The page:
MADISON -- "I am suffering from audio nausea from all these drums and shouting. I am on overload. I'm exhausted," sighed 42-year-old AFSCME staff representative Edward Sadlowski. The Wisconsin Local 40 member had been sleeping on the cold marble floor of the Wisconsin state Capitol in Madison for over a week when I caught up with him. "I can barely hear, talk, or see straight," he said. "However, I am loving every moment of it and wouldn't want to be anywhere else."
Sadlowski's comments sum up what it has been like to be in the Capitol as pro-union protesters occupy it for the second week in a row. Amid the noise and confusion, it's also been an exhilarating experience for its many of its participants, who feel they have found their collective voices in the banging of drums and singing of "Solidarity Forever." Others -- mainly younger -- feel like they are discovering who they are as they converse with the like-minded strangers who have thronged the halls and rotunda of the Capitol.
"My father always said during a strike is when we would rebuild the labor movement," said Sadlowski, a veteran organizer whose father famously vied to head the United Steelworkers of America in the late '70s. "We are proving it right here."
Older union organizers have been sharing their experiences organizing in the workplace with students who have never engaged with the labor movement before. Some youngsters have been so inspired that they are talking about dedicating their lives to it.
"Everyday I come down here I just feel like we are winning," said Andrew Cole, who is in his twenties. "We are just a bunch of people standing around a Capitol talking together and singing songs, but through this collective voice we have been able to define the national debate about unions."
Likewise, young and optimistic organizers have been giving older ones, beaten down by years of anti-union actions, new ideas -- and new hope that it might be possible to rebuild the much-decimated labor movement.
Sadlowski has served as a bridge between the two groups, often coordinating communication among protesters occupying the Capitol. "I think what we created here is the first true labor temple" he said. "Coming down to the Capitol is a lot like coming to church. It's rejuvenating; it's a spiritual experience for a lot of people."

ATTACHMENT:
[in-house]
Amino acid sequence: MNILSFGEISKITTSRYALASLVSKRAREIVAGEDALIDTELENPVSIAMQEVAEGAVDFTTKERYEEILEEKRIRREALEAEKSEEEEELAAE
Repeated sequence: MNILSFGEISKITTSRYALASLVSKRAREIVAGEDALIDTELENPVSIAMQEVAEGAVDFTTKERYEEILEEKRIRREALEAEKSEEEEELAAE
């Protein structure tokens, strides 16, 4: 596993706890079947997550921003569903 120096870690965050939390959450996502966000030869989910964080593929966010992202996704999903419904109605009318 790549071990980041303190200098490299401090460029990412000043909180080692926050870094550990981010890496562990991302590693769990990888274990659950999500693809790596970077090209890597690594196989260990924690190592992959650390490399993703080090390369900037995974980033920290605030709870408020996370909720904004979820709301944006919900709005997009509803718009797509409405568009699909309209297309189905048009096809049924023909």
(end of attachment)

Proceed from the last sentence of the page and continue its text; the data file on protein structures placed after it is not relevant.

But unlike a church, where people go home at night, hundreds of protesters have turned the Capitol into their temporary home. People have been sleeping there overnight since Tuesday Feb. 15. They eat meals there, and go to nearby houses and dormitories to take showers.
In the early days, the Capitol occupation was almost entirely coordinated by the Teaching Assistant's Association, the union of teaching assistants at the University of Wisconsin, Madison. But other unions have become more involved in occupying the Capitol since, organizing groups to clean the building and provide food and supplies for people camping out there. Local pizza businesses have been experiencing a mini-boom as people from all over the country and even the world have called in delivery orders for the protesters, while Midwestern grandmothers with thick Wisconsin accents stop by to deliver trays of food cooked at home. In one back hallway, you can find tables full of food as well as boxes of donated supplies like toilet paper, water, toothbrushes, soap, spare hats, scarves, and gloves that are free to take. This level of organization is what has made it sustainable for hundreds of people to more or less live in the capitol building of a major Midwestern state.